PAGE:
Jeremy Hylton : weblog : 2003-10-14

Running Unit Tests

Tuesday, October 14, 2003, 7:42 p.m.

Python programmers need better tools for writing, running, and debugging unit tests. Ian Bicking's rant about unittest makes me think that Zope's driver ought to find more widespread use.

Zope software tends to have a lot of unit tests. Zope3 has 5,000 tests and ZODB has about 1,500. Many of these test aren't, strictly speaking, unit tests. ZODB has tests that spawn a server process and spend a few minutes committing transactions against it to try to provoke race conditions. Nonetheless, they are all written using the unittest module and the driver.

Bicking notes that the problem is really the default unittest driver:

Probably the issue here is that unittest.main is stupid. You can't add options (e.g., your own verbosity hooks), you can't easily indicate what tests you want to do... it's just dumb and not extensible.

Zope's driver has a ton of features. We often had to struggle with unittest to implement them, but they are there. The short list is:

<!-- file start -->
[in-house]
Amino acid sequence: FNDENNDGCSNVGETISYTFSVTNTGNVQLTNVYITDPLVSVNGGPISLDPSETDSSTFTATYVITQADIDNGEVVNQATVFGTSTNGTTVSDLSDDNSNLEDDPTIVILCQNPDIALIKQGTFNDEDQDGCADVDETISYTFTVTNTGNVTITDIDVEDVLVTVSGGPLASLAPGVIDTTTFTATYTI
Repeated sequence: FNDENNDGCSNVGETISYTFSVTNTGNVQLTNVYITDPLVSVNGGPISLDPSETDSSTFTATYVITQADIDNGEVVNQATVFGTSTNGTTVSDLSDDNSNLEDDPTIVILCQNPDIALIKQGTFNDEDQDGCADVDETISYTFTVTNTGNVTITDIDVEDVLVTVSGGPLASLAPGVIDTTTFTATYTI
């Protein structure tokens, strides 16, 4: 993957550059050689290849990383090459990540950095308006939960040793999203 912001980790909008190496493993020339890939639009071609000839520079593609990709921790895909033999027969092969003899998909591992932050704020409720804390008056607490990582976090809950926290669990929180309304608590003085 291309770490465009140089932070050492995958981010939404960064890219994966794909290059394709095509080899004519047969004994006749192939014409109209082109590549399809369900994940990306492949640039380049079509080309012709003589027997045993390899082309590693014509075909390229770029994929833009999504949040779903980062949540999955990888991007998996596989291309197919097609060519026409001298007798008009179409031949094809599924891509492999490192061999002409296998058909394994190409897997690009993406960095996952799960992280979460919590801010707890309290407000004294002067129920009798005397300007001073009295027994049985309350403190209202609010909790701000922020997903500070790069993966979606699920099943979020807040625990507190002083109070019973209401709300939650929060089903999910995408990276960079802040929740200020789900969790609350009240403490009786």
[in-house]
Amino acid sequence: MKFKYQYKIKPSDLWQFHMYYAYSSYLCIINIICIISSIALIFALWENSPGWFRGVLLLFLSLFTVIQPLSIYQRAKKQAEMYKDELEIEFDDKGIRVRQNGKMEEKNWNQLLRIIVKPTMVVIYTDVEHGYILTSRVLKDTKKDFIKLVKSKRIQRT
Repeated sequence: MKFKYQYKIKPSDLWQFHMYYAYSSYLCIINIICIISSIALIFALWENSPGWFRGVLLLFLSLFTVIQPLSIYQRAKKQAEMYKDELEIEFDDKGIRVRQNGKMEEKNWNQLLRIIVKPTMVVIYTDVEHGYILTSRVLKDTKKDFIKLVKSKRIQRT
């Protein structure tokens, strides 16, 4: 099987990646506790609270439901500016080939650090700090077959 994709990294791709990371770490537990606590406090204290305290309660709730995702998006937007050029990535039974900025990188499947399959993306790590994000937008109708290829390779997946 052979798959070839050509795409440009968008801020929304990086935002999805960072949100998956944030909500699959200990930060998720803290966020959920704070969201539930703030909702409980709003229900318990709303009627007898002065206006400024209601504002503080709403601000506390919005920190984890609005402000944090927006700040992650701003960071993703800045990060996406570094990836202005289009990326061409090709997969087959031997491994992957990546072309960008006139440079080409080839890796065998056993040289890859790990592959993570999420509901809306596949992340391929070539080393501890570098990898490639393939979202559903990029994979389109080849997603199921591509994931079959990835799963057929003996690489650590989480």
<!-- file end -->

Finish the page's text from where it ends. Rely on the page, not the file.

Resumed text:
Jim Fulton has done a nice job of integrating doctest with unittest, so that you can write doctest tests and have them integrated into a unittest framework.

Any test driver has got to make some assumptions about how to find the tests to run and the code being tested. has some fairly rigid rules that might not make sense for every project. All tests are integrated with the rest of the code in sub-packages. The test driver loads tests by importing them. If you've got a package foo, then looks for tests in foo.tests. It searches for files in a tests package that begin with "test" and calls the test_suite() function it finds in them.

It is integrated with distutils for testing C extensions. It knows how to find code in the distutils build directory so that you can use to build an extension and to test it.

The driver doesn't say anything about how you write the individual test suites, and Bicking has some good and funny complaints here. For example, "I do need setup and teardown (but not setUp and tearDown -- I'm sorry, but this is English, "setup" and "teardown" are two words, not four)."

His specific example is this TestCase class:

class DecodeTest(unittest.TestCase):
    def __init__(self, input, output):
        self.input = input
        self.output = output
    def test(self):
        self.assertEqual(decode(input), output)

This doesn't seem like the right way to start. Maybe I just don't see what it's supposed to do. If you create a lot of TestCase instances, then you don't have names for them and you can't get a simple summary of which tests passed and which failed.